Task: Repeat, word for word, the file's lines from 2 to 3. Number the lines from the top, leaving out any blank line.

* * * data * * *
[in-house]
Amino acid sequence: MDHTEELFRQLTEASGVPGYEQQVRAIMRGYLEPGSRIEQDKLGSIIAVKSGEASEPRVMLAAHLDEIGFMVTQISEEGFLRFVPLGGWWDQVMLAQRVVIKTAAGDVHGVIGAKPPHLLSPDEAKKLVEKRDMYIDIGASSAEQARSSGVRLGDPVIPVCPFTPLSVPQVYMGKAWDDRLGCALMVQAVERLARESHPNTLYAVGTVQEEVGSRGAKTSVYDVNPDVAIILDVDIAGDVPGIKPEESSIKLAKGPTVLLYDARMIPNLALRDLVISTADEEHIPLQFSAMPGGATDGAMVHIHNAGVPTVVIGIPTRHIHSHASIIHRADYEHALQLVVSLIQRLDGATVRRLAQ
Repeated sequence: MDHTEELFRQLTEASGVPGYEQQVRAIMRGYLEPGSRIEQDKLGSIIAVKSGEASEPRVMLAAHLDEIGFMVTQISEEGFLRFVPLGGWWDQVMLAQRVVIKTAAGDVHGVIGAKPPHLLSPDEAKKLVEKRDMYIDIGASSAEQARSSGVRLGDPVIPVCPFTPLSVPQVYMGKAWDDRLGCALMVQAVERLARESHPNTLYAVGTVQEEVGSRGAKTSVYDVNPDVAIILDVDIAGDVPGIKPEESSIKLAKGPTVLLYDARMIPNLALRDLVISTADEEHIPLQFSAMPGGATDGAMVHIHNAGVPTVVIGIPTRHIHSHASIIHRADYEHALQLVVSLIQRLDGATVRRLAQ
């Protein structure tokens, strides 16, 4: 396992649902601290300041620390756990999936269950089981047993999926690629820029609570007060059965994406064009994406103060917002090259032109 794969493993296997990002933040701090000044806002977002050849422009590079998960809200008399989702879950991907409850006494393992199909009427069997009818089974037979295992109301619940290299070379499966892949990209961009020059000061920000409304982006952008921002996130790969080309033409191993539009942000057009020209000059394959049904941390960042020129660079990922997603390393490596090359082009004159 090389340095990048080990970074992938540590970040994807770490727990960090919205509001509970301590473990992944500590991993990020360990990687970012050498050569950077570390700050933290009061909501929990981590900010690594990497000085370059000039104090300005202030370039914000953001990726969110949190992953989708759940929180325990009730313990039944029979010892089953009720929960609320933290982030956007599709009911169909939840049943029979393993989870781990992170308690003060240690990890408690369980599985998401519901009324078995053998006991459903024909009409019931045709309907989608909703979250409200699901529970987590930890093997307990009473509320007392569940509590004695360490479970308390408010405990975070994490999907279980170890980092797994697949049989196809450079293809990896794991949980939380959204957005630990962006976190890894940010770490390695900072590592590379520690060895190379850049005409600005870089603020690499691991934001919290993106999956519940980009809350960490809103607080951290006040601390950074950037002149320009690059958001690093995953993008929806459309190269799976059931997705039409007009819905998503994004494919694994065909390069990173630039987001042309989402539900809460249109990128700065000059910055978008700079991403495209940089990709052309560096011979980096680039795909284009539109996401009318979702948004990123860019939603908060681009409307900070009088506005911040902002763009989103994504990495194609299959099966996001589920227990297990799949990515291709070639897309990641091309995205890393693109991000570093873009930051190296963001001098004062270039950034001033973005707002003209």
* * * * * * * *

Amino acid sequence: MDHTEELFRQLTEASGVPGYEQQVRAIMRGYLEPGSRIEQDKLGSIIAVKSGEASEPRVMLAAHLDEIGFMVTQISEEGFLRFVPLGGWWDQVMLAQRVVIKTAAGDVHGVIGAKPPHLLSPDEAKKLVEKRDMYIDIGASSAEQARSSGVRLGDPVIPVCPFTPLSVPQVYMGKAWDDRLGCALMVQAVERLARESHPNTLYAVGTVQEEVGSRGAKTSVYDVNPDVAIILDVDIAGDVPGIKPEESSIKLAKGPTVLLYDARMIPNLALRDLVISTADEEHIPLQFSAMPGGATDGAMVHIHNAGVPTVVIGIPTRHIHSHASIIHRADYEHALQLVVSLIQRLDGATVRRLAQ
Repeated sequence: MDHTEELFRQLTEASGVPGYEQQVRAIMRGYLEPGSRIEQDKLGSIIAVKSGEASEPRVMLAAHLDEIGFMVTQISEEGFLRFVPLGGWWDQVMLAQRVVIKTAAGDVHGVIGAKPPHLLSPDEAKKLVEKRDMYIDIGASSAEQARSSGVRLGDPVIPVCPFTPLSVPQVYMGKAWDDRLGCALMVQAVERLARESHPNTLYAVGTVQEEVGSRGAKTSVYDVNPDVAIILDVDIAGDVPGIKPEESSIKLAKGPTVLLYDARMIPNLALRDLVISTADEEHIPLQFSAMPGGATDGAMVHIHNAGVPTVVIGIPTRHIHSHASIIHRADYEHALQLVVSLIQRLDGATVRRLAQ